The Buffs also raised many more battalions during the war, mainly for home defence or as training units. None, save the 7th Battalion, saw active service overseas. The 7th Battalion was raised in 1940 and was converted to the 141st Regiment Royal Armoured Corps in 1941 due to the shortage of armoured troops in the British Army.[18]


Badge of the Buffs as shown on a Post-War grave at Stanley Military Cemetery, Hong Kong

In 1961 the regiment was amalgamated with the Queen's Own Royal West Kent Regiment to form the Queen's Own Buffs, The Royal Kent Regiment which was later merged, on 31 December 1966, with the Queen's Royal Surrey Regiment, the Royal Sussex Regiment and the Middlesex Regiment (Duke of Cambridge's Own) to form the Queen's Regiment which was again amalgamated with the Royal Hampshire Regiment, in September 1992, to create the Princess of Wales's Royal Regiment (Queen's and Royal Hampshires).[19]


The Colonels-in-Chief were as follows:[3]


The Colonels were as follows:[3]

Prince George of Denmark's Regiment - (1689)
3rd Regiment of Foot, or The Buffs - (1751)
3rd (the East Kent) Regiment of Foot - (1782)
The Buffs (East Kent Regiment) - (1881)
The Buffs (Royal East Kent Regiment) - (1935)

Notable soldiers

Freedom of the City of London

The regiment was awarded the Freedom of the City of London, giving them the right to march through the City.[3]

Battle honours

The honours in bold were worn on the Colours.[26]

Victoria Cross

The following members of the Regiment were awarded the Victoria Cross:

Uniform and insignia

Soldier of the 3rd Foot in 1742

In 1667 the Holland Regiment is recorded as wearing "red jackets lined with yellow". Subsequently, Nathan Brook's Army List of 1684 referred to "Coated red, lined with a flesh colour". This marked the beginning of the historic association of the Regiment with buff facings (a dull-yellow colour). A notice in the London Gazette of 21 January 1685 describing the clothing of three deserters from what was still the Holland Regiment, referred for the first time to the colour buff:"a new Red Coat lin'd with a Buff colour'd lining, surtout Sleeves, cross Pockets with three scallops, large plain pewter Buttons, Breeches of ths same colour as the Coat lining".[27]

An illustration of the Colonel's colour in 1707 shows a dragon on a buff background, following the award of this distinctive symbol to the regiment as "a reward for its gallant conduct on all occasions"; according to the Army historian Richard Cannon in a book published in 1839. The dragon was believed to have been adopted as it was one of the supporters of the royal arms of Elizabeth I, who issued the warrant for the raising of the regiment in 1572.[28] Through the remainder of the 18th century both the dragon and the buff facings (worn on cuffs, lapels and coat linings) remained as particular distinctions of the regiment. A Royal Warrant of 1751 standardising all colours (flags), badges and uniforms listed the "3rd Regiment, or The Buffs".[28] The Buffs were at this time the only infantry regiment to owe their official title to their facing colours. The green dragon was recorded in the same document as the "ancient badge" of the Buffs – displayed as a woven or painted device on the mitre cap of the Regiment's grenadiers, the colours and the drums.[28]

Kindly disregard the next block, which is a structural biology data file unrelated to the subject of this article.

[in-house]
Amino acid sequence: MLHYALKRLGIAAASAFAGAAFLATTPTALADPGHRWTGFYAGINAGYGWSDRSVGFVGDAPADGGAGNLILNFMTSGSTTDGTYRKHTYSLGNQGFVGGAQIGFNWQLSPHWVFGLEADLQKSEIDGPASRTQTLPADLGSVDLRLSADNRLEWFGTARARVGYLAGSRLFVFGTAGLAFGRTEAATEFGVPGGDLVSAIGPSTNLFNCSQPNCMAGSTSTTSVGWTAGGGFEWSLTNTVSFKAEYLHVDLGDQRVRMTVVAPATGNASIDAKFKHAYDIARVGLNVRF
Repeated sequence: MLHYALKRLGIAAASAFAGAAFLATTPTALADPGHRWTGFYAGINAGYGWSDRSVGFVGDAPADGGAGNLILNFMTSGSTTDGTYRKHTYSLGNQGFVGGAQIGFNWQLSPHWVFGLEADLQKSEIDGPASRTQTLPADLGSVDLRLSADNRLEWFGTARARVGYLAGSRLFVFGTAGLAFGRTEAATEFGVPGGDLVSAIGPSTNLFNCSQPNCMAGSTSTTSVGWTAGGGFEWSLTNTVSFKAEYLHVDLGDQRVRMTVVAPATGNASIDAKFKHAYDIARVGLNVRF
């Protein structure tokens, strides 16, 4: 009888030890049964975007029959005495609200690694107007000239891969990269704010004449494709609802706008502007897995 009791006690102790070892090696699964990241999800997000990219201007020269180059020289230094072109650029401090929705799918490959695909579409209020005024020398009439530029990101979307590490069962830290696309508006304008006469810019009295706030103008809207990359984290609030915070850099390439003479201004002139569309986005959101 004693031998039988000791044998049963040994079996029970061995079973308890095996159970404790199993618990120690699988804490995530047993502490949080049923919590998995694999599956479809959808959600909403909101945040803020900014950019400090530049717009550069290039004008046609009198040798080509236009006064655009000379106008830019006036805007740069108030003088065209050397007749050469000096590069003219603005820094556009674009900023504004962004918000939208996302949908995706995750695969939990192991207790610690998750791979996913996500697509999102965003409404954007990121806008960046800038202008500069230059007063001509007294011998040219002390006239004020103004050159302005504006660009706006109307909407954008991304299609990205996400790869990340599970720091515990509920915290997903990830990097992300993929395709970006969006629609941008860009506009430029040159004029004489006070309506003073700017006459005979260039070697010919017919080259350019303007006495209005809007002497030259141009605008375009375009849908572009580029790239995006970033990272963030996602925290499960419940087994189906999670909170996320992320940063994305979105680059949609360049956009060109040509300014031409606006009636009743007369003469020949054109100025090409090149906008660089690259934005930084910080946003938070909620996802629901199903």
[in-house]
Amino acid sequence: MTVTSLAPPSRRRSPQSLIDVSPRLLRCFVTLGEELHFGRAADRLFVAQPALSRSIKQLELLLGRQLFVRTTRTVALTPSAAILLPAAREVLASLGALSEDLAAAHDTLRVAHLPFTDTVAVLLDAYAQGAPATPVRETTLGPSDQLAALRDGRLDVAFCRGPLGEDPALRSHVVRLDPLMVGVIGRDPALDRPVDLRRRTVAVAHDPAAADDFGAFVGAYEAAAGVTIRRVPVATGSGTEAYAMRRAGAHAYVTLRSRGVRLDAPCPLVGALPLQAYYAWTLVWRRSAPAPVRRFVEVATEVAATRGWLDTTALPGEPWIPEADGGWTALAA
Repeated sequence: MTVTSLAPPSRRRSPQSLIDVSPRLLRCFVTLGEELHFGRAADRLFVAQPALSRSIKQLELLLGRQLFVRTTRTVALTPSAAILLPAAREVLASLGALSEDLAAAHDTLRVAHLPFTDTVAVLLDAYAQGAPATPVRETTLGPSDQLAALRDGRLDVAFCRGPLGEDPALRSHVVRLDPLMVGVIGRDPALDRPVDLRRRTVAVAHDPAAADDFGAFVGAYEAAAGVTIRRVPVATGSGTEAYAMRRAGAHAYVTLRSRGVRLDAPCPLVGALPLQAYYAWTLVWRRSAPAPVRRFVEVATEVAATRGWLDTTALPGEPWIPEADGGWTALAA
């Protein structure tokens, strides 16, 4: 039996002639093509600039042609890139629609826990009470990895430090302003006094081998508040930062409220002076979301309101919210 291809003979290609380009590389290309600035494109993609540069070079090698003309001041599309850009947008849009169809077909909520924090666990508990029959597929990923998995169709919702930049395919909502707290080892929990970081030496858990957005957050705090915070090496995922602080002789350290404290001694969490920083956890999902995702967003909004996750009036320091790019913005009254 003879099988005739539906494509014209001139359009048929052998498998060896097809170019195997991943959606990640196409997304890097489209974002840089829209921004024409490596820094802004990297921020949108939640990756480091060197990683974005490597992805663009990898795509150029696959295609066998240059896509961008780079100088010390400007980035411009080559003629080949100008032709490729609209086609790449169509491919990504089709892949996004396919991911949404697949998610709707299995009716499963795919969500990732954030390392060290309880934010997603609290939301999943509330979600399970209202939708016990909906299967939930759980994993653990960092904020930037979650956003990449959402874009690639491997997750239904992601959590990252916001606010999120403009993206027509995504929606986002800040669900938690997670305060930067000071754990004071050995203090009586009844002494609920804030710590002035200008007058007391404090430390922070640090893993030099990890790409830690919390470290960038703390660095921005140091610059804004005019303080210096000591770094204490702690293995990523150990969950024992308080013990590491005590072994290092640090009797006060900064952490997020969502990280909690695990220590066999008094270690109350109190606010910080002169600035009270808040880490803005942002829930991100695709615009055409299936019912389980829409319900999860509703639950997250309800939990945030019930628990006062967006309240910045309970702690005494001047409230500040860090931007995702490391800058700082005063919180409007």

In 1881 the reorganisation of most infantry regiments on a territorial basis under the Childers Reforms led to the newly renamed "The Buffs (East Kent Regiment)" losing its buff facings in favour of the white collars and cuffs intended to distinguish all non-Royal English and Welsh regiments.[29] The dragon survived as part of the (now metal) headdress badge, although replaced on collars by the white horse of Kent.[30] The horse had formed the insignia of the East Kent Militia with formed the 3rd battalion of the new regiment. Both changes were unpopular within the Regiment and in 1887 the Buffs were authorised to convert the white facings on their scarlet tunics to buff – at the Regiment's expense and using a pipeclay mixture developed by an officer of the 2nd Battalion.[31] In 1890 buff was officially restored as the regimental colour on flags, tunics and mess jackets.[32] On 23 May 1894 approval was given for the dragon to be resumed as the collar badge.[33]